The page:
February 28, 2010
Beyond the fee that we pay each month to keep the account open, we also pay for the privilege of having our cards because they don't accept normal credit cards here. We can hardly ever use our Visa card, American Express, etc. This is just one example of the nanny state Germany sometimes feels like. It makes one miss all the choices available in the States.
I should specify here that the charge is not a lot, but it highlights the major difference in opinion about how cards are viewed here versus the US. Germans would rather do cash for everything than risk going into debt. They don't trust themselves to keep track of their money if it's not on hand (of course, they're so organized, they'd be the best at it). In this instance, it's not like the Americans (or Ami's as my co-workers told us is the slang word for Americans in German) do it much better with their crazy amounts of debt. I wish there was something in between that would blend the traits of the two countries.
After the castle, we walked across the Charles Bridge and randomly found a pizza place for lunch. We even got the happy hour deal because our lunch was so late! Greg was very happy with that. He was still recovering from his cold so we headed back to the hotel to relax and warm up before crossing the river again to try out a lovely Spanish tapas place. The tapas were similar to the ones served in Spain so it brought me back. The Manchego plate and tortilla espanola were especially delicious. Afterward, we tried to watch a band in a bar, but they still allow smoking in the Czech Republic, much to our dismay! With Greg being a little sick, it wasn't worth making him feel worse by staying there. C'mon Czech Republic (and Austria), smoke-free is the way to go!
On our last day, we went to the Museum of Decorative Arts for its Swedish and Czech glass exhibit. This was a quirky museum filled with more than that! They had old clocks, fabric, textiles, Czech jewelry, furniture and commercial Art Nouveau posters. After that, we had lunch and grabbed some bagels (from the fabulous Bohemian Bagels) for the train ride back. Since then, we thankfully have found a nice bagel shop in Munich.
February 22, 2010
Second, I had to pick up my tax card today for my job. Unlike my work permit frustrations, I have to say they made it much easier to get a tax card. The longest part of the whole ordeal was when I went up two flights of stairs to be told to go to the basement (or so I thought) and then to figure out they must have said to go to the first floor (where I had come from in the first place). But I was proud of the fact that I conducted all these conversations about asking directions and telling people what I was there for in German. It feels good to have the power to communicate with the locals after so many months of being helpless. Now I obviously need to work on my understanding of the responses. ;-)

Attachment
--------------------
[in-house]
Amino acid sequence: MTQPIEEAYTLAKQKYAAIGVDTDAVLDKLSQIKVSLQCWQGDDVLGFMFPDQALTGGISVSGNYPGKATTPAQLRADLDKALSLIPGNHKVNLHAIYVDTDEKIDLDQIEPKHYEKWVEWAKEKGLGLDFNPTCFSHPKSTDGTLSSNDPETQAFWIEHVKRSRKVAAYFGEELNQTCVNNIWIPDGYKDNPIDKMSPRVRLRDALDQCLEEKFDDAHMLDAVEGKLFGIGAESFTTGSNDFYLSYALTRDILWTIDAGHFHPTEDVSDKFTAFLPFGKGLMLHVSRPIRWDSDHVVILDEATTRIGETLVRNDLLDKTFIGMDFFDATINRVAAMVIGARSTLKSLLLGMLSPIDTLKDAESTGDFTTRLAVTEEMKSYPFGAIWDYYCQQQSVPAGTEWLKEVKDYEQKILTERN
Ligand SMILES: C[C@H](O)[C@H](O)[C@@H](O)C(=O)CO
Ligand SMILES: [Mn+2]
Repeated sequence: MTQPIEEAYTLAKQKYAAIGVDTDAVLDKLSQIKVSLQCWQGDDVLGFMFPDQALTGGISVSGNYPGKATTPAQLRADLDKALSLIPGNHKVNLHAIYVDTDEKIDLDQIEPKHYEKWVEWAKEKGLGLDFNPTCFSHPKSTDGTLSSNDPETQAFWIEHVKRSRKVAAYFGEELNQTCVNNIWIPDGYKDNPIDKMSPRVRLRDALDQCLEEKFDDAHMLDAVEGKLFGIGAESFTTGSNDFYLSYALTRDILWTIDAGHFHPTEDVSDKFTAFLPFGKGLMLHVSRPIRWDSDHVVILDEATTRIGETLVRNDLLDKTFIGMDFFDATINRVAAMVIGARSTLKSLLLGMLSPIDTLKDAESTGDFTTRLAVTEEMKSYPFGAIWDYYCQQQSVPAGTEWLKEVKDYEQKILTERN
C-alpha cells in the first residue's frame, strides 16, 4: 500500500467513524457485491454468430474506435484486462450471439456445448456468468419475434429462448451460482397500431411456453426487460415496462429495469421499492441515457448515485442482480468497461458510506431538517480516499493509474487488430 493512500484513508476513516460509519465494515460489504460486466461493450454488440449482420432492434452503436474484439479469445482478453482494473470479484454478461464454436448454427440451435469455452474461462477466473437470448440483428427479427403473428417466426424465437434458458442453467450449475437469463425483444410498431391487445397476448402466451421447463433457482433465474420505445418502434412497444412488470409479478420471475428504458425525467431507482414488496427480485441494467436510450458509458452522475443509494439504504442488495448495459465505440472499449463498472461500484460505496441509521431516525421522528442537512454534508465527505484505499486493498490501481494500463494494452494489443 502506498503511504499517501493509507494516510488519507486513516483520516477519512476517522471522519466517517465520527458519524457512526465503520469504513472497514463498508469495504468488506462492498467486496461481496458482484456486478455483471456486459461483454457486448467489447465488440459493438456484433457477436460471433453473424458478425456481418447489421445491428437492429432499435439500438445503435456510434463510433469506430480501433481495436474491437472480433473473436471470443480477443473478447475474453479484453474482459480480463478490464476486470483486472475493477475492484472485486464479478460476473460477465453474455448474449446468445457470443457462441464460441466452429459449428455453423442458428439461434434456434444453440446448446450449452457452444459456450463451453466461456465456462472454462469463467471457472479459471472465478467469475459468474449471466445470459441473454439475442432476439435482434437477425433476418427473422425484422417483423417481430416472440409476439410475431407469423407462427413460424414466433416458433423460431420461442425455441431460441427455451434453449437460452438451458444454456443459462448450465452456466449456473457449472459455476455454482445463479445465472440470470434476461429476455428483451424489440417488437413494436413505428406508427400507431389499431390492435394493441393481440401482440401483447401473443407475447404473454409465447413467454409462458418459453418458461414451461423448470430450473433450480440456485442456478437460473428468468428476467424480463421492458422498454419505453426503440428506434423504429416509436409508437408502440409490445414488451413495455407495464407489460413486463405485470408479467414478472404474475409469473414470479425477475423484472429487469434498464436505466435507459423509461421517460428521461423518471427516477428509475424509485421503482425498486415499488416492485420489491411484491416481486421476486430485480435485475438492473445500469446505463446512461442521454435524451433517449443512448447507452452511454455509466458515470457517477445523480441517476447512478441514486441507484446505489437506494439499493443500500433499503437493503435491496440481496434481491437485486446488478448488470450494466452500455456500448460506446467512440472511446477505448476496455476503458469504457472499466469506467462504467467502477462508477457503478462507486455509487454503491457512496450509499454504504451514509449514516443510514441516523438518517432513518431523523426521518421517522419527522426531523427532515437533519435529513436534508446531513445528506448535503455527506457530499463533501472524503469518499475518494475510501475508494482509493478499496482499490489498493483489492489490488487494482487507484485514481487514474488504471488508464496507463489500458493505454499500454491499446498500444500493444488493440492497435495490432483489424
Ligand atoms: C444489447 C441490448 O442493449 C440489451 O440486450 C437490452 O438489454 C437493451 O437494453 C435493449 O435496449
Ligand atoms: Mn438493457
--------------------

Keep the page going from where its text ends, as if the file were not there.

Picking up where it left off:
Anyway, basically what I got out of today was that the government here hates the idea of me working in German, but it loves to take my money - about 20% in taxes and 10% in health insurance/social security. It's all part of living somewhere different though.
February 21, 2010
On the way from our hotel into the city, we stopped off at the Powder Tower and Obecni Dom (municipal building) next door. The Powder Tower was blackened with age and stood at a contrast to the municipal building, which was Art Nouveau from top to bottom.
Thanks to CxOxS for this one of the Jewish cemetary... now just imagine this whole thing snow-covered.
The Jewish Quarter itself changed throughout the years depending on the situation the Jews found themselves in in that particular century. Sometimes the leaders tolerated them, sometimes they hated them. As usual, a cyclical history of mild tolerance and severe intolerance continued.
We stopped off for a late lunch at the fantastic vegetarian lunch place, Lehka Hlava. Take a look at the photos in their gallery in the link. The room we were in was the night sky room with big comfy chairs and lighted wooden lookalike tables. The waitress actually came around in the room at one point with incense that smelled like campfire. Greg unfortunately was too stuffed up to taste the flavors, but it was a fantastic lunch. He instead kept the bowl of fresh mint tea near his face for most of the time. The fresh mint tea was the best over there!
I'll post the rest of the days in Prague over the next week *hopefully*. For a sneak preview, here's the link to our photos. Enjoy!
February 17, 2010
Steering clear of Czech food as it is not vegetarian-friendly, we ate at some awesome places - vegetarian hippie place that was actually clean and used their spices in moderation; Spanish tapas (ay, manchego y tortilla espanola); Italian happy hour pizza and pasta; Bohemian Bagels (that's the actual name of the place - great for a bagel fix); and Mexican burritos and quesadillas. Not bad variety for a city! If anyone's going there soon, let me know and I'll hook you up with some names.
And I'll leave you with that because I'm beat and tomorrow is my busy day of the week with German in the morning and work in the afternoon. The one Czech word we were excited to use never came up so I'll use it here: "Ahoy" (hello) as in "ahoy to my bed, good night to you."
February 9, 2010
|Walk around Schliersee|
We're off to Prague on Saturday for a few days, and we'll be sure to post pictures and updates when we return.
February 1, 2010
Lastly, a picture our friend took of another teacher friend while he was biking to school